Shataranji is a creative art of weaving and technically it is similar to modern tapestry. In the past, Shataravji was considered as a status symbol of aristocratic families. This very attractive and colorful fabric was used to make seat cover, bed sheet and wall mat for interior decoration of their houses. Even extra large size shataranjis were produced and used to cover a place of big public gathering to hold meetings or music conferences. Now-a-days, shataranji is used to make diversified creative products like coin purse, ladies hand bag and table mat.
During the British rule in India, the diversified usage of shataranji in the upper class society was very much common. Hunter in an article in the Rangpur Gezetteer published in 1912 referred to the quality artisanship of shataranji weavers of Rangpur and the marketing aspect of their products. He wrote that collector of Rangpur district Mr. Nisbet volunteered himself to be the lead patron of the local shataranji weaving artisans in 1880.
He was impressed very much to see the artistic design and knitting of shataranji there. Mr. Nisbet extended his all out assistance to the weavers of that region for the development and marketing of their shataranji products. An exclusive industrial park for shataranji weavers was built at a place 5 kilometre from Rangpur town. That place, later known as Nisbetganj, turned into the production hub of shataranji materials. A huge volume of Nisbetganj shataranji was exported to many countries including Sri Lanka, Burma, Indonesia, Thailand and Malaysia after fulfilling the demand of domestic markets across India. It is believed that the tradition of shataranji weaving was there even before 1830. Historical evidences found locally reveal that Rangpur was a leading shataranji production centre during the Mughal rule. So it is evident that the art of shataranji weaving is a deep-rooted tradition of North Bengal crafts. After the partition of India in 1947, the demand of shataranji started declining as its substitute goods manufactured in mills and factories undersold shatranji. As a result, most of the shataranji weavers had to change their occupation. However at present, the art of shataranji weaving still survives in a very limited extent in Rangpur although the artisans concerned face many limitations including inadequate capital, unplanned marketing, poor attention of the consumers and the traders and overall a very small market. As a result, shataranji; a unique, industrial and potential art form of weaving is now disappearing. '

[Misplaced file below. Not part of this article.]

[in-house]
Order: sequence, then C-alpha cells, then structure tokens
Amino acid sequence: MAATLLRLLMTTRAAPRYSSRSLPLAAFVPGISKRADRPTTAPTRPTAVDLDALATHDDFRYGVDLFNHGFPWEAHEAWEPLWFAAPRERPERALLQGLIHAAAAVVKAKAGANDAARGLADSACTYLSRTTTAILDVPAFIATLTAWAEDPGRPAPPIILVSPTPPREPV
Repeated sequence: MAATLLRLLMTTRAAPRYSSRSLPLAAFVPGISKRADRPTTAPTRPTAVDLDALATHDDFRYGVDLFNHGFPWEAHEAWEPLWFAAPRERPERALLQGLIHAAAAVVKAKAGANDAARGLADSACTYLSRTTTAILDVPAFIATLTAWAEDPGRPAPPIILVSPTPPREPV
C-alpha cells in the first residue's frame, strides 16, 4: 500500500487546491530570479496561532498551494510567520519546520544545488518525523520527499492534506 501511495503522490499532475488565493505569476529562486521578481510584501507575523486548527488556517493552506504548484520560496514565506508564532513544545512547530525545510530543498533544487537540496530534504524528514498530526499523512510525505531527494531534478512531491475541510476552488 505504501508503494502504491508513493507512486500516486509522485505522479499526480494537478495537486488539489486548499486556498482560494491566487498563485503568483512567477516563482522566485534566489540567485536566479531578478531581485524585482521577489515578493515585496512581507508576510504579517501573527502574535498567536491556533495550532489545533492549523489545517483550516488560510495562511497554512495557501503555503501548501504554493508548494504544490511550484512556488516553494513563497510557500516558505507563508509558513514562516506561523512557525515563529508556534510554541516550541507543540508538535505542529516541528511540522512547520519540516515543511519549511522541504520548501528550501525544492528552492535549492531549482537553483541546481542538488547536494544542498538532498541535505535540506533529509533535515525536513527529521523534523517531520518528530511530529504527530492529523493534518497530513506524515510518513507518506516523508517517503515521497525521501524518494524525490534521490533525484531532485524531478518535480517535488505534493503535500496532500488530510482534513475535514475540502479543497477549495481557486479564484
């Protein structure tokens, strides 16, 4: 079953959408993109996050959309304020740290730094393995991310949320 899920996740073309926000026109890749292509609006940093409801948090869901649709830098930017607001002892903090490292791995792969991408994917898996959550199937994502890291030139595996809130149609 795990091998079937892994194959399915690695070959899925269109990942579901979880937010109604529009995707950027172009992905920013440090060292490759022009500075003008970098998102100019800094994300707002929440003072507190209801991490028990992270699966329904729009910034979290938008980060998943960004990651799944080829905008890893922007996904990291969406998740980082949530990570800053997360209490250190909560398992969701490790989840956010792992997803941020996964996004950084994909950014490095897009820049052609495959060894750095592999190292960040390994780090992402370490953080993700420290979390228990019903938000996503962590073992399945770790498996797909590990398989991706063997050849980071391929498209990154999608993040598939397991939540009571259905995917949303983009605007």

The principal raw material for weaving shataranji is yarn. Cotton yarn, jute yarn, wool and different type of fibers, after buying from the market, are dyed and dried by the weavers, 10 to 35 feet long bamboo frames are used to dry the yarn. Then the bundles of yarn are made and those bundles are fixed in the loom or laid down on the floor to knit a shataranji by hand following a set design. The art of shataranji weaving mainly depends on skillful operating of fingers. A comb like instrument called panja is used to tighten the knitted yarns. Thus, one to three hours time is required to make one square feet of shataranji. The common designs of shataranji include: face of a women, animals-birds, a farmer boy, a lady with pitcher, boats, king and queen, gods and goddess, mythological characters and scenery of the nature. New designs are also depicted on demand of the buyer. Red, blue and black colours are very much dominating in there designs.
The common shape of Shataranji is rectangular, but shataranjis are made by hand in any other shape including oval and square. Its set minimum size is 30 inch by 20 inch and maximum size is 30 feet by 20 feet. However, the shape and size of a shataranji depends on the demand of the buyer. At present, the weavers themselves develop the designs or the buyer supplies the design. But earlier, there were specialized artists to finalise the designs for shataranji.
A shataranji reveals not only the professional excellence of its artisan but also his or her level of the sense of aesthetics. So both the excellence and the sense of aesthetics of an artisan are equally important for shataranji weaving, which is not only his profession but a professional craze indeed. If the existing problems like dearth of raw material, absence of governmental patronisation, lack of co-ordination and marketing facilities at home and abroad can be solved, the art of shataranji weaving will expand successfully and get back its past glory. [Mahabubul Haq]